Nate says: "Things are very different out there in the music industry now though. When we started out love songs were the thing but now its all about hip hop and this gangsta style. Society has changed and music seems to have changed with it."
The band itself has also changed with ill health forcing Michael to quit in 2003.
The debilitating disease scoliosis meant he was finding it increasingly hard to move on stage and he took the painful decision to quit performing altogether.
The remaining band members reinvented themselves as a threesome and continued touring and still enjoy working together according to Nate.
"Becoming a threesome was hard but we're used to it now. Michael left a long time ago and there are no hard feelings between any of us," he says. "We all worked well together and still do which is one of the main reason why we have lasted this long.
"We definitely have staying power and try to keep things tight knit," he insists.
"There are a lot of good artists out there at the moment. UK wise we really rate Leona Lewis, that girl can sing and seems to be doing well for herself. In the US though we think Mario has some great music and he writes some good stuff too."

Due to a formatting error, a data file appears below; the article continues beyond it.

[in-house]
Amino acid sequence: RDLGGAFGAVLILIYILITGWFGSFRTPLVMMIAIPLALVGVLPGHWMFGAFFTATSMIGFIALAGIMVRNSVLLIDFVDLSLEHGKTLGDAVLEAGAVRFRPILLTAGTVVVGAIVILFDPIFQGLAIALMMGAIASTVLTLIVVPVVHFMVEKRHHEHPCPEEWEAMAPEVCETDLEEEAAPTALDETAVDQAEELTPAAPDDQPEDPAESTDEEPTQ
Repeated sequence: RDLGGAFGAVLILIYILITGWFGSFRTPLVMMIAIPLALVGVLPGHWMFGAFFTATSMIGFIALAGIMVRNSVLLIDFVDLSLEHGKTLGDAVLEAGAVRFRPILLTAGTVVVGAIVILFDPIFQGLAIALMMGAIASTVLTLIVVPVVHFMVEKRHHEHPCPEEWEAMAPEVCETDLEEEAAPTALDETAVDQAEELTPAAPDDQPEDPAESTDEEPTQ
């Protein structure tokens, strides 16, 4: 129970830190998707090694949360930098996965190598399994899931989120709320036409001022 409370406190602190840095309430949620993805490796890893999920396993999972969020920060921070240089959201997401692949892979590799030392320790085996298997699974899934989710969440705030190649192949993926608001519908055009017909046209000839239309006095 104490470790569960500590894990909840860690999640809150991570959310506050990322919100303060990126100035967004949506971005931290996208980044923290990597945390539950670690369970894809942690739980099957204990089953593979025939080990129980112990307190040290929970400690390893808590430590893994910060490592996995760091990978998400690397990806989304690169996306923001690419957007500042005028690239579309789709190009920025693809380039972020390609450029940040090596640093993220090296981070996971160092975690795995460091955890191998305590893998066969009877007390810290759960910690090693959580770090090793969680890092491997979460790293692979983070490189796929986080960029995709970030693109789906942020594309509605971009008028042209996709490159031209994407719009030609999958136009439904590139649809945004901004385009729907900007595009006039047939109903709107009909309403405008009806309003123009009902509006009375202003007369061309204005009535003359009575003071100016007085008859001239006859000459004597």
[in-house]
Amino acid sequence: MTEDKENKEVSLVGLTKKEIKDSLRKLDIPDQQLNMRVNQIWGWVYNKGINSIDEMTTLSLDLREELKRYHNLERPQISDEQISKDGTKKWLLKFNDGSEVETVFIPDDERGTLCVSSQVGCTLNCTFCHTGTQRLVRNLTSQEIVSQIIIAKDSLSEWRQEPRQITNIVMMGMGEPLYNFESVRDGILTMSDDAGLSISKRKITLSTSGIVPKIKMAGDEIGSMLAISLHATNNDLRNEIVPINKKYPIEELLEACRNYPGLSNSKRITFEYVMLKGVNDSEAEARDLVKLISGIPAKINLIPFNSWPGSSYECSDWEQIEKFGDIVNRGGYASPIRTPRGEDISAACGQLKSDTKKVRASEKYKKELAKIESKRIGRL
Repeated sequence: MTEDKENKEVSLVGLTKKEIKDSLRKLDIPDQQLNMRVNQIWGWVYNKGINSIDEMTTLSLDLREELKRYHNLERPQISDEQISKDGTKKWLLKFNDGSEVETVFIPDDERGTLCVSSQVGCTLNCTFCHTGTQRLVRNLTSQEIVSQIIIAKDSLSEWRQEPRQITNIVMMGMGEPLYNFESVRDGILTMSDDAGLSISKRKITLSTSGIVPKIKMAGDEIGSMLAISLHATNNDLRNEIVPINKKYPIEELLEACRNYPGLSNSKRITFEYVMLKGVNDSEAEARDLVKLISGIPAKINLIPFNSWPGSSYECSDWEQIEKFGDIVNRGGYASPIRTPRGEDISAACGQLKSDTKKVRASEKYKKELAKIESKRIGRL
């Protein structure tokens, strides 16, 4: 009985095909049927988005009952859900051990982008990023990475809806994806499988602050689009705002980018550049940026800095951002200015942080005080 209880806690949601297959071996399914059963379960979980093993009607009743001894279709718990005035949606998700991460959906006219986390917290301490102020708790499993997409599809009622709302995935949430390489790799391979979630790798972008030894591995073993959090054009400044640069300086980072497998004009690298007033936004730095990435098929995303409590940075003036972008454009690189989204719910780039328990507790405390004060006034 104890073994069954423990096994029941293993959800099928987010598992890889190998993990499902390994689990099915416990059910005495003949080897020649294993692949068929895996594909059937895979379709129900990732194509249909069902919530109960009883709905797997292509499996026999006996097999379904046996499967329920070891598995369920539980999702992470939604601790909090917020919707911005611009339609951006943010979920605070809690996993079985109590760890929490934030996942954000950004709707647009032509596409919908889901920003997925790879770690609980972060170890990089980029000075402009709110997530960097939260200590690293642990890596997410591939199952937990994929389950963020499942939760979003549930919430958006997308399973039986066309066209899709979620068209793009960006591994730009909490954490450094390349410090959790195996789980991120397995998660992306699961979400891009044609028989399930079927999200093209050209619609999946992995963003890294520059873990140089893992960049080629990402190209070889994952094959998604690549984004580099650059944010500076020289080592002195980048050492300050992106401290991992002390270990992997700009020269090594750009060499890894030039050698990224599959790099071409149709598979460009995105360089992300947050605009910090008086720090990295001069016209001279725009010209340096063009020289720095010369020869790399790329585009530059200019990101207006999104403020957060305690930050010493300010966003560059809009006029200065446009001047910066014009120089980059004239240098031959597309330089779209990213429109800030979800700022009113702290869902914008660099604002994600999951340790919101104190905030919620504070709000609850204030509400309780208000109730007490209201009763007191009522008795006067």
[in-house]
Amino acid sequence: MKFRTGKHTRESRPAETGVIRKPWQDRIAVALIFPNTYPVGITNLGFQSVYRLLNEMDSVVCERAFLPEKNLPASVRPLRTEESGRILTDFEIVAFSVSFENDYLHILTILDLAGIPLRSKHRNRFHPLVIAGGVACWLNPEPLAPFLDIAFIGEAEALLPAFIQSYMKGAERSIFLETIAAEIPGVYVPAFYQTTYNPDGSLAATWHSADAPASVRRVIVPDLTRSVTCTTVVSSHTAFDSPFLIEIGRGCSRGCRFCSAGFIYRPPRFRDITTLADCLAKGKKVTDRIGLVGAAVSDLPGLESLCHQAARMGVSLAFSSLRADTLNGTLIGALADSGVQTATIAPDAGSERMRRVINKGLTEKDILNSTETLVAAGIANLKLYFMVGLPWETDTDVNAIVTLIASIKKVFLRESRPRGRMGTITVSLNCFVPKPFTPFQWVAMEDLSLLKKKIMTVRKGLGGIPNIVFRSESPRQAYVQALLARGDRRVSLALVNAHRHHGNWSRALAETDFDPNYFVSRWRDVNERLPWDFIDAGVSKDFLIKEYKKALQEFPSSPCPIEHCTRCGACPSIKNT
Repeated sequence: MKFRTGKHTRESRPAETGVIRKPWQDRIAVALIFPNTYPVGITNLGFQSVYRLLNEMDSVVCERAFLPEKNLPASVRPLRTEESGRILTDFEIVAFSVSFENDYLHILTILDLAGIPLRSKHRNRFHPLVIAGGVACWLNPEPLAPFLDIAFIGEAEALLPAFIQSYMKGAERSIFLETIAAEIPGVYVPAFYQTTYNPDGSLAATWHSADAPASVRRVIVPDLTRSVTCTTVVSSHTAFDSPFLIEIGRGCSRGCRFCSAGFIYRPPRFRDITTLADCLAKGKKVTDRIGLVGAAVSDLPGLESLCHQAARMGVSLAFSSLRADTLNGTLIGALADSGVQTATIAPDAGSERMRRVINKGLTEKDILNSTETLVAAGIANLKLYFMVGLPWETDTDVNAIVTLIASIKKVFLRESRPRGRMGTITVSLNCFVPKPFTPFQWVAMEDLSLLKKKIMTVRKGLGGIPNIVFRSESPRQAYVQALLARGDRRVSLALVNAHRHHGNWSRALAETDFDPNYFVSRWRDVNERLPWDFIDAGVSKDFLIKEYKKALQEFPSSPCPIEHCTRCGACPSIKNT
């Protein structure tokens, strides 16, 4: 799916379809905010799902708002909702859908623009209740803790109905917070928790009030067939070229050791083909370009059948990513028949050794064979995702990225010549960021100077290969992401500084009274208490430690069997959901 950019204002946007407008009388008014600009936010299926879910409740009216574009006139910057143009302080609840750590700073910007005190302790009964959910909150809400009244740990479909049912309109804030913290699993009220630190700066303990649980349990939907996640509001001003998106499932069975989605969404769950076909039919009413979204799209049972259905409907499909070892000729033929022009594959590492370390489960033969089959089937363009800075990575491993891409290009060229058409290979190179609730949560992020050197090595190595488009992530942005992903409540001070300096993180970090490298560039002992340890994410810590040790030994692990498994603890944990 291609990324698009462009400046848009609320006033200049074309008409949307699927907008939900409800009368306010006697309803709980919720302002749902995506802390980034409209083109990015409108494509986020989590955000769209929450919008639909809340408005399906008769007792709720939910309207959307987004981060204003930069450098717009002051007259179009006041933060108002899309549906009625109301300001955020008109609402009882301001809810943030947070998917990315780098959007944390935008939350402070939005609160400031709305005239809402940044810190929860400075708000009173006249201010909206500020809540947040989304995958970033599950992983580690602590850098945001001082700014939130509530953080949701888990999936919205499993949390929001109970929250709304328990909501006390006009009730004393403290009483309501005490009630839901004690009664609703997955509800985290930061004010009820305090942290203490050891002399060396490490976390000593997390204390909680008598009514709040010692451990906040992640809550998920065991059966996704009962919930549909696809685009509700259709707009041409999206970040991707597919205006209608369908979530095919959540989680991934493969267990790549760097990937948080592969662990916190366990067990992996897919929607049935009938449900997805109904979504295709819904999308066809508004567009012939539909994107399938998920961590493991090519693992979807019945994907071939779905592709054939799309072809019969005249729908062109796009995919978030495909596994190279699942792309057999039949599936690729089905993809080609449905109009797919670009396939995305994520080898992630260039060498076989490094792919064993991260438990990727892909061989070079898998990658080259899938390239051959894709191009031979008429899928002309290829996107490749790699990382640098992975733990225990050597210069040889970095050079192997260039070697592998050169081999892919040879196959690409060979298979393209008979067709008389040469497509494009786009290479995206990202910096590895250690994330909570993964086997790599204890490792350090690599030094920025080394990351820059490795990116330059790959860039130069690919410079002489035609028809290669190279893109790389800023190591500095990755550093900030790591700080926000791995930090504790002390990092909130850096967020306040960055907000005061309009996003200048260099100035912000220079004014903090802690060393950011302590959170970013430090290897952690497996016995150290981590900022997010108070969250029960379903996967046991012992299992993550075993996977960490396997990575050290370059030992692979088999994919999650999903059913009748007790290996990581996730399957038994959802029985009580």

With the release of the Hitsville album Nate, Wanya and Shawn have once again taken to the road and their UK tour brings them to Southend on Sunday (March 30).
Nate says: "We love the tour because we get to see the real fans and the people who support us. It's good that we can give something back to them.
"In fact we love most things about touring except the lack of sleep we usually get and sometimes the food we try isn't as good as the home cooked cuisine," he smiles.
"Performing at home is always great. But now that we have been doing the UK tour for a while we have seen some nice parts of the UK and met some nice fans, like in Scotland for example, which we hadn't visited before.
So how does a British audience different from their home crowd?
"We wouldn't say they differ, Nate says, "but as they don't get the opportunity to see us as much as the US crowd do, it's like they get more involved and into the performance. We still manage to get everyone up off their seats, singing along to the old classics."
They have witnessed a change in audience though.
Nate reveals: "We still get the older crowd that must have grown up listening to our records but it's funny that we also get a lot of people in their 20's especially girls coming along to watch us.
"Its mad that we have had an impact on these fans as they were probably babies when we first started out. If you take the time to watch the crowd at any gig, it's pretty diverse.
For the boys themselves the joy comes from performing their own favourites: "We like all the Motown stuff, " says Nate, "but End of the Road is defiantly up there in the favourite list. It got us so much success and we love performing this to the fans. Otherwise anything by Marvin Gaye or Babyface."
So what can those coming along to the show at the Cliffs Pavilion on Sunday look forward too, I ask Nate.
"They can look forward to us of course." he chuckles, "but on a serious note they can look forward to a night of good music and a good performance from us.
"There will be loads of the old classics and a selection of tracks and medleys from Motown . We have been rehearsing and getting ourselves geared up for the gig. We can't wait to see you all."